The Bradenton Area Economic Development Corporation continues to play a valuable role in Manatee County's business growth, as evidenced by Thursday's annual Progress Update event attended by some 240 people. The EDC's glowing report on its contributions to business and job growth over the past fiscal year, alongside strong projections for the future, shows a community on the rise.
In lending assistance to businesses either expanding or relocating here, the nonprofit calculates the addition of 570 new jobs and 332 retained positions during fiscal 2013-2014, which ended last month. Those figures could rise as the EDC's work on behalf of other businesses last year bear fruit. While the job numbers impress, the capital investment figures should have a greater impact. Those 570 new jobs are expected to bring more than $3 million in capital investment.
The future looks bright indeed. The EDC projects local companies will invest $447 million in capital improvements, create 3,500 jobs and contribute $1.8 billion in wages through 2021. Sharon Hillstrom, the nonprofit's president and chief executive, told the audience these capital investments are a strong sign of business confidence in the county. That's a lot of money that companies are unlikely to be gambling with.
Hillstrom took the reins of the EDC in December 2011, just weeks before the organization formally separated from the Manatee Chamber of Commerce and became a nonprofit. As an independent entity, the EDC could better grow its private investor base.
For the uninitiated, the organization helps relocating or expanding companies acquire government incentives and real estate, in addition to other services. The separation from the chamber is certainly achieving its goal of accelerating economic development.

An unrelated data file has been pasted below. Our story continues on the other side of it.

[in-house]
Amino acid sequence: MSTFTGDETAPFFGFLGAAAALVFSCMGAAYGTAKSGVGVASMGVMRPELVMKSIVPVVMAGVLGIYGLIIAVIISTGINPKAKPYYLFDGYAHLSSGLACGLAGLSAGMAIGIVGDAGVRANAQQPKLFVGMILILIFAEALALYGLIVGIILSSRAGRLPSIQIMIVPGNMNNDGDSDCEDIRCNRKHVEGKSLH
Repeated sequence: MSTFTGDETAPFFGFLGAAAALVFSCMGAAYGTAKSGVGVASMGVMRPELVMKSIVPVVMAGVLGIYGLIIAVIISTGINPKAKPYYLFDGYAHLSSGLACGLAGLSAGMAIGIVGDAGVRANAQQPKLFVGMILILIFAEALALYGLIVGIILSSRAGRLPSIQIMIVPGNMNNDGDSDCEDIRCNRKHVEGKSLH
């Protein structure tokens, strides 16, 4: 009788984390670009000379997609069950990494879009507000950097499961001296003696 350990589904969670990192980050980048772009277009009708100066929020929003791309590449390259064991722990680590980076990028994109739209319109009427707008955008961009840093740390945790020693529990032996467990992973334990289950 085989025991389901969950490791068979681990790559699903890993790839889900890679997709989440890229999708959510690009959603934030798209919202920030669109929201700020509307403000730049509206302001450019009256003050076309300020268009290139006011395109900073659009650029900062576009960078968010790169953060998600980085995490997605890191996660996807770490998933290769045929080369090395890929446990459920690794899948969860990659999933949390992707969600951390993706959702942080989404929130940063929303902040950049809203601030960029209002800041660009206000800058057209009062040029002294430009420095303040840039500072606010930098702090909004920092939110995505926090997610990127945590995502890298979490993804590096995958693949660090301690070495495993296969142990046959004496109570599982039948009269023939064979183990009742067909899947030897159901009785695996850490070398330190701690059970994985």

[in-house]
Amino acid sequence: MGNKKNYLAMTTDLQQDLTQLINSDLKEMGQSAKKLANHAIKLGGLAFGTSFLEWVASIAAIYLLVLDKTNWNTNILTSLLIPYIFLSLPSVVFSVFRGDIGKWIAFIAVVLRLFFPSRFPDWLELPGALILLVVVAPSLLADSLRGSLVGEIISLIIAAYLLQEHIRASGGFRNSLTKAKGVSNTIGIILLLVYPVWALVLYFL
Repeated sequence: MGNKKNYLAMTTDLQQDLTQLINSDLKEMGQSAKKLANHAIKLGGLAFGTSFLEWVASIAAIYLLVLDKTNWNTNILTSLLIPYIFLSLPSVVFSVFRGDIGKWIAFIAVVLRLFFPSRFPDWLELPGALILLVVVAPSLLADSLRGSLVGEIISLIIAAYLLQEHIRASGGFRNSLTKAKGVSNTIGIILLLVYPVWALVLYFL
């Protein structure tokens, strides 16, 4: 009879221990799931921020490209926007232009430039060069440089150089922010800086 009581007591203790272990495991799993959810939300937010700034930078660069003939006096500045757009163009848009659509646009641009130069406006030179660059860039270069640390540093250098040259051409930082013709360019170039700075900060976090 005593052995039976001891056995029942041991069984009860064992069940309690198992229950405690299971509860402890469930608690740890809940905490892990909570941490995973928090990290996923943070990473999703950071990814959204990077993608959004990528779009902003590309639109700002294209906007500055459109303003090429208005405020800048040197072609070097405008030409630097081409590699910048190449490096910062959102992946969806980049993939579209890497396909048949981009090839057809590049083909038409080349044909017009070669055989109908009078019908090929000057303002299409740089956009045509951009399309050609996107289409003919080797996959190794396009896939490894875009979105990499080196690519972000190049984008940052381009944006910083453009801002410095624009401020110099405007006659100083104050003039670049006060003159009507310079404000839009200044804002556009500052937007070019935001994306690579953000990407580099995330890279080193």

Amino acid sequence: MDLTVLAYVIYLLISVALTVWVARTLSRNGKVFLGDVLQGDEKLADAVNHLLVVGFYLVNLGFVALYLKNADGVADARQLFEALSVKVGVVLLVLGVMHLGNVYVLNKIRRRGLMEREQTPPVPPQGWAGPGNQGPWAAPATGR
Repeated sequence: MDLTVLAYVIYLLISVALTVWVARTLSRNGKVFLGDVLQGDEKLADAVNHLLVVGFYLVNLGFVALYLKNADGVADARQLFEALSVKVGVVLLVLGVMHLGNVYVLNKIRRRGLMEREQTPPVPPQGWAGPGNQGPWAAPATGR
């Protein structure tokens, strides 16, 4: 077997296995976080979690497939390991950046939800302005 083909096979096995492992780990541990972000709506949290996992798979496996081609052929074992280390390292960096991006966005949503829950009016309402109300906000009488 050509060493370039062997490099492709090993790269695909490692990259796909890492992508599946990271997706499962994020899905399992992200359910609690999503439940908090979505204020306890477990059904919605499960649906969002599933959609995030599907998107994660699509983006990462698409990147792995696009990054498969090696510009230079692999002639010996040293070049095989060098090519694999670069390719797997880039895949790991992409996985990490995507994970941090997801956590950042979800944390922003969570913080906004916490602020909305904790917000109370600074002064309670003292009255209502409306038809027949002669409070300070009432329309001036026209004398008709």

Manatee County government is the pivotal player in all this, both with incentives and "rapid response permitting" to hasten development and construction. The EDC's estimate of future growth comes from the 60 expansions and relocations on the current list of county economic development awards. That number will almost certainly rise as the EDC recruits and assists additional companies over the next seven years.
County and state incentives in Manatee between 2009 and 2021 amount to more than $6.3 million, should the business expansions and relocations achieve the promised hiring, wage and physical expansion goals. The incentive money pales in comparison to company capital investments of close to a half-billion dollars over that time frame -- an incredible return.
Manatee County wisely keeps a tight rein on doling out taxpayer monies in incentives and doesn't write checks in advance. Businesses must prove job growth and high wages to earn the grants so tax money is protected from failures.
Thursday's EDC event should be called a celebration of an organization proving its value time and time again. Richard Hansen, president of Verde GSE, offered a testimonial. The EDC helped his small manufacturing company find a home, and now Hansen is working with the organization to locate a larger facility.
"They were very helpful in finding the first one," he said. "Anything that I've asked for, they've tried to dig up."
That attests to the EDC's customer service. Manatee County is blessed with an aggressive and successful economic development organization, and we look forward to greater achievements in the future.